“Allowing a neo-Nazi group to establish a presence in a community is guaranteed to lead to violence down the road,” Bray said. “If you drown them out and say, ‘This is reprehensible and dangerous,’ I don’t think that’s as likely to happen.”
But 2017’s antifascist demonstrations appear to be having the opposite effect in the U.S.
A month after rioters shut down Yiannopoulos in California, the “Patriot” movement took hold there, with conservative “free speech” champions organizing the March 4 Trump rally in Berkeley, which led to more violent clashes with antifascists.
Patriot activists like Joey Gibson have openly rejected Spencer’s brand of overt white nationalism, but have participated in rallies with white nationalists using their opposition to “antifa” as their common bond.
That all changed after the violence that erupted in Charlottesville, Virginia, on Aug. 12. Spencer was there when other white supremacists demonstrated in a “Unite the Right” rally, where they were again confronted by antifascist activists before James Alex Fields Jr. drove through a group of progressive demonstrators and killed 32-year-old Heather Heyer.
The Anti-Defamation League’s southeastern area counsel David Barkey said demonstrations against extremists like Spencer can be counterproductive.
“We’ve been doing this type of work for a long time,” Barkey said, referring to the ADL. “When extremists come to town, our general guidance is not to show up.”
While those engaging in counterprotests against racism often mean well, Barkey said their passionate displays to shut down racist platforms attract media attention, unintentionally giving people like Spencer a larger platform and increasing the likelihood for violence.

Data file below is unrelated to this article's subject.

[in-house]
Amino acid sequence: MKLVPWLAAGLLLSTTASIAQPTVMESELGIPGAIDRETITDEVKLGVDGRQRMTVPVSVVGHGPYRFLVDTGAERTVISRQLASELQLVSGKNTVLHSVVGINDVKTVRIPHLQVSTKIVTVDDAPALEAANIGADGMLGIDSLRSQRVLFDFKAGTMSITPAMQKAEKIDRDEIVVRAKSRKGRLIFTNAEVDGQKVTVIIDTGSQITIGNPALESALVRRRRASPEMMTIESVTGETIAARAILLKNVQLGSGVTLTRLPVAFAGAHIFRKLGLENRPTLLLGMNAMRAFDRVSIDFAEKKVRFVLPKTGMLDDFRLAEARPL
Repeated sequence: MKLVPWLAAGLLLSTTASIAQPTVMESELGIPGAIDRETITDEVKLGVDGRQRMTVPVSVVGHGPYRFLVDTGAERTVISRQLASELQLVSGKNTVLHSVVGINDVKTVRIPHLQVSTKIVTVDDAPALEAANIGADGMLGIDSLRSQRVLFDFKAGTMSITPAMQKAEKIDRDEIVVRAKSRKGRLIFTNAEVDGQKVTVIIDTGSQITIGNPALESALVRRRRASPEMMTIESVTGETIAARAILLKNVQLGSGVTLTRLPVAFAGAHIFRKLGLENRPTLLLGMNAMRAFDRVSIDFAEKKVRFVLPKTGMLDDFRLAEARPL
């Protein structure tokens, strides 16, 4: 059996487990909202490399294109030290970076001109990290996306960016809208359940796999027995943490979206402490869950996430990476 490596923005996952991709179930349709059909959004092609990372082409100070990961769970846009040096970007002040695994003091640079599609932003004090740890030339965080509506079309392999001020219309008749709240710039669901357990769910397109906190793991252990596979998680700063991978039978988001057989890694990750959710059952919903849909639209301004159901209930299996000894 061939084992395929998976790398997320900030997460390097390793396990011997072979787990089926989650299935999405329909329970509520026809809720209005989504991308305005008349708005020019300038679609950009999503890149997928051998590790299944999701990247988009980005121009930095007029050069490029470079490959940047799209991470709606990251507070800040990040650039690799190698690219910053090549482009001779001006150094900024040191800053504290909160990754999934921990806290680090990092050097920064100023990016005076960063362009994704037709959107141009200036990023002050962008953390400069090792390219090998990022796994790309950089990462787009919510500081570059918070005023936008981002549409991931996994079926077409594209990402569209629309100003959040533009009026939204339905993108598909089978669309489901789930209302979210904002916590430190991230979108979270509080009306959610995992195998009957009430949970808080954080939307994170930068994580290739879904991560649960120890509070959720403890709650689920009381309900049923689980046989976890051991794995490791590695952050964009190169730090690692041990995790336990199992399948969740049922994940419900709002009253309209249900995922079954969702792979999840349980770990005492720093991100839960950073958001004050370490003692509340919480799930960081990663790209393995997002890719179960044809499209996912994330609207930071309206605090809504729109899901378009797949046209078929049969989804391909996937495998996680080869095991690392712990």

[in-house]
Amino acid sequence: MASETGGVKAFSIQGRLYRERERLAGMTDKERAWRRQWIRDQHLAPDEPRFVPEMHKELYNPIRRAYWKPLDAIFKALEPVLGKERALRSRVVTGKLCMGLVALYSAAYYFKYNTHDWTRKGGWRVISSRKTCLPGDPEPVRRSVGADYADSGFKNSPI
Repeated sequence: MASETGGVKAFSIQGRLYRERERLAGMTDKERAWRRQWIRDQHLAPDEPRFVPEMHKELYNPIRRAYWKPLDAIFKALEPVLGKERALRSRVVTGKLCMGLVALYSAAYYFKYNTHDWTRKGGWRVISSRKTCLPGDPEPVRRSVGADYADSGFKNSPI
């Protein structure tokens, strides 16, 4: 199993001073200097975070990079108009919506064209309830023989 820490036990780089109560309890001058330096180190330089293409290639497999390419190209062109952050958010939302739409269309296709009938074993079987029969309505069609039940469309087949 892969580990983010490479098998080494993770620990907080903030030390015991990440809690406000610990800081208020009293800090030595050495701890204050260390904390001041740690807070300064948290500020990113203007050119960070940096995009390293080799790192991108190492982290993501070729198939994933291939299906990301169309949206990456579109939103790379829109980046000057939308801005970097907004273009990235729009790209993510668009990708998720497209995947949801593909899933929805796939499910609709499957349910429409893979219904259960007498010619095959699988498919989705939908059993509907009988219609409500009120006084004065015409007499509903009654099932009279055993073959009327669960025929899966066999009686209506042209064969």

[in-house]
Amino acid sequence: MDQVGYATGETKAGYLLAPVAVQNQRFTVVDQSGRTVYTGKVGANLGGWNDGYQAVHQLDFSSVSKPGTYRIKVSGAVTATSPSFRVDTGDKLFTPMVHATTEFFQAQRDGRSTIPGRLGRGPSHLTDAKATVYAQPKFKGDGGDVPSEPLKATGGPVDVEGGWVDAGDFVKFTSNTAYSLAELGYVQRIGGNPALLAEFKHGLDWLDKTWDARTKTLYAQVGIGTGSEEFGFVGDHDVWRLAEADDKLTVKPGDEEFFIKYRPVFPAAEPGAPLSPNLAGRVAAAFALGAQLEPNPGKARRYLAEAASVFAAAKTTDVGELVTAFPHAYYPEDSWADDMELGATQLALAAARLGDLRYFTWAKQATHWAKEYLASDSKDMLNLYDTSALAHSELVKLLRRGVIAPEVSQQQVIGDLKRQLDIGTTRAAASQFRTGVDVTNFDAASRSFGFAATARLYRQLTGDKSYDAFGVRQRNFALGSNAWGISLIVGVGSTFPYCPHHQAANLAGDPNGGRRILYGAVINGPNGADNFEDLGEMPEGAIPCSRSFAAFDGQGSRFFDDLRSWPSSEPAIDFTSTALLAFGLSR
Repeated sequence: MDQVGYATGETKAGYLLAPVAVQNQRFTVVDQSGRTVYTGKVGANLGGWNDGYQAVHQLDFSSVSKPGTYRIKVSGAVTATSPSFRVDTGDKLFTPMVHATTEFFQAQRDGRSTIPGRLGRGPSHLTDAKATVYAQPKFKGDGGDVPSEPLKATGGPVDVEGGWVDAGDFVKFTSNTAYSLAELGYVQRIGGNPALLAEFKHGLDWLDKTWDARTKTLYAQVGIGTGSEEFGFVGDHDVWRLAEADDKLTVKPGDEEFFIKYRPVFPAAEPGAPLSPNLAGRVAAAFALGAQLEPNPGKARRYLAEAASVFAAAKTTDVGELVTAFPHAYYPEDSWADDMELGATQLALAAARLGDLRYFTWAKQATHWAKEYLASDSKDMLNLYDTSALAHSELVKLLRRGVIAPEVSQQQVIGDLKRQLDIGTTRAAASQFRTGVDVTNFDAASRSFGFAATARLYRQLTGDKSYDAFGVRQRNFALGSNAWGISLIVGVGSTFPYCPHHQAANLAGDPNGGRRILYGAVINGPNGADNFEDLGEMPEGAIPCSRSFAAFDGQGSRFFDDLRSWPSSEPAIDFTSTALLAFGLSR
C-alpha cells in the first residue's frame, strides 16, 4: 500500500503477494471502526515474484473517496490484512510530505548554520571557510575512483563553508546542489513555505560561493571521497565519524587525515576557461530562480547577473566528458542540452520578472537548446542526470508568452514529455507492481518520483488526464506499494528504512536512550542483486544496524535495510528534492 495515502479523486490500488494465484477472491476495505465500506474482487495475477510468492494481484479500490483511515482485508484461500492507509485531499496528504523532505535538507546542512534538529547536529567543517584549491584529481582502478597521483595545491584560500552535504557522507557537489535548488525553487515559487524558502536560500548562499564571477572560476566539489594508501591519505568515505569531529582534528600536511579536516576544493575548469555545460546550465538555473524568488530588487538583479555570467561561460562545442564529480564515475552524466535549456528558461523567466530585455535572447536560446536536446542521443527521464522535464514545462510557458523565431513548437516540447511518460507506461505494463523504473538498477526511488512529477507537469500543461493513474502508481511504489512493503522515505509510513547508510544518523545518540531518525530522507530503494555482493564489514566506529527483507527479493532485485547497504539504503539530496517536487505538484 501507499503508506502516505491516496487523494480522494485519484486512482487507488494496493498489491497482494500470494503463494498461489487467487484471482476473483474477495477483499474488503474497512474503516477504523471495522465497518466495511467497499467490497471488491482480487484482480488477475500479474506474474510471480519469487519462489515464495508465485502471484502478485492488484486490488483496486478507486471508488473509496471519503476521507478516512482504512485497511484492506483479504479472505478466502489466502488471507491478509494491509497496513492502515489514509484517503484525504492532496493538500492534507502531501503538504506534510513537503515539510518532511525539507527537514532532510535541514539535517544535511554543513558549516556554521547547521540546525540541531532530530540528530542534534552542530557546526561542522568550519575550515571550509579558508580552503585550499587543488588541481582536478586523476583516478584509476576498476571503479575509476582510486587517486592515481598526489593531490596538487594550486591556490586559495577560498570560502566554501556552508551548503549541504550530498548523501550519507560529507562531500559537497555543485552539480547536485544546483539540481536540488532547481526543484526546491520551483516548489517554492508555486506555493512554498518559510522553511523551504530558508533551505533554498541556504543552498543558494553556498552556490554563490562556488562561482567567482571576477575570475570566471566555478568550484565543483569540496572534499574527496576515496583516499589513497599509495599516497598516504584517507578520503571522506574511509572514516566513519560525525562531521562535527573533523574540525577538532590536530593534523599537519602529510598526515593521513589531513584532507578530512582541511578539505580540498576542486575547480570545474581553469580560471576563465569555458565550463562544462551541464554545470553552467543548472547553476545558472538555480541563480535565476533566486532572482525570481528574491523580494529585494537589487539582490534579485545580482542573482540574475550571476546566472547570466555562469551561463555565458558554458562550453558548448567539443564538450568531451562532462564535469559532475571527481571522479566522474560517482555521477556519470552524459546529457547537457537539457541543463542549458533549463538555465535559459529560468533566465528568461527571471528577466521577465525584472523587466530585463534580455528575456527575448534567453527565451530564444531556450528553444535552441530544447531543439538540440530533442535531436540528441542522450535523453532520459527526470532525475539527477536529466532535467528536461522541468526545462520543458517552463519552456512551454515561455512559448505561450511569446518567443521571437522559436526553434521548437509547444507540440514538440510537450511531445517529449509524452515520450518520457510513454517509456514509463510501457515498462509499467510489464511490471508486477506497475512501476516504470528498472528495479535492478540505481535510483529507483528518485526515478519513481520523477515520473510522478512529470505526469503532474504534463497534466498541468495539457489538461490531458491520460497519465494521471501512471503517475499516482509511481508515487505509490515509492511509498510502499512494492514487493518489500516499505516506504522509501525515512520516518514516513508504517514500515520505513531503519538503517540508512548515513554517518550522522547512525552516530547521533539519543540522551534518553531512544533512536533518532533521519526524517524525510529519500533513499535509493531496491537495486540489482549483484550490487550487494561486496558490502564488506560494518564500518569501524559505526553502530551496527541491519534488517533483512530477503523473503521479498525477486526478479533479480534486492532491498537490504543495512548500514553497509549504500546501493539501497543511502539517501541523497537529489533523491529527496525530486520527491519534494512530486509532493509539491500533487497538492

“That’s usually what the extremists want,” Barkey said. “It brings more attention to themselves. It raises the potential of making them look like the victim. That sells well to folks [whom] they want to draw to their movement.”
The free speech violation, anti-political correctness mantra has been the rallying cry Spencer and other figures like Yiannopoulos who are commonly associated with the alt-right, have used to bolster their ranks on social media.
But antiracist demonstrators, like University of Florida student activist Chad Chavira, maintain that ignoring the bigots is not an option.
In an interview with Mic, Chavira said that since Trump ran for office, white nationalist groups like Identity Europa have increased their presence at the university, posting flyers around campus in attempts to recruit more followers.
“We don’t believe Richard Spencer’s speech is protected, because he calls for violence,” the 20-year-old said. “By us protesting, we stop him from looking stronger and spreading his message to curious people who are on the fringe and thinking about joining his movement.”
On the other hand, Barkey said those who want to oppose Spencer would have more effect doing it elsewhere.
“Our guidance is [to] have an event someplace else,” Barkey said. “We talk about making lemonade out of lemons, raising money for a good cause. If the extremists have their event and nobody shows up, that kind of dampens the impact they’re trying to have on the community.”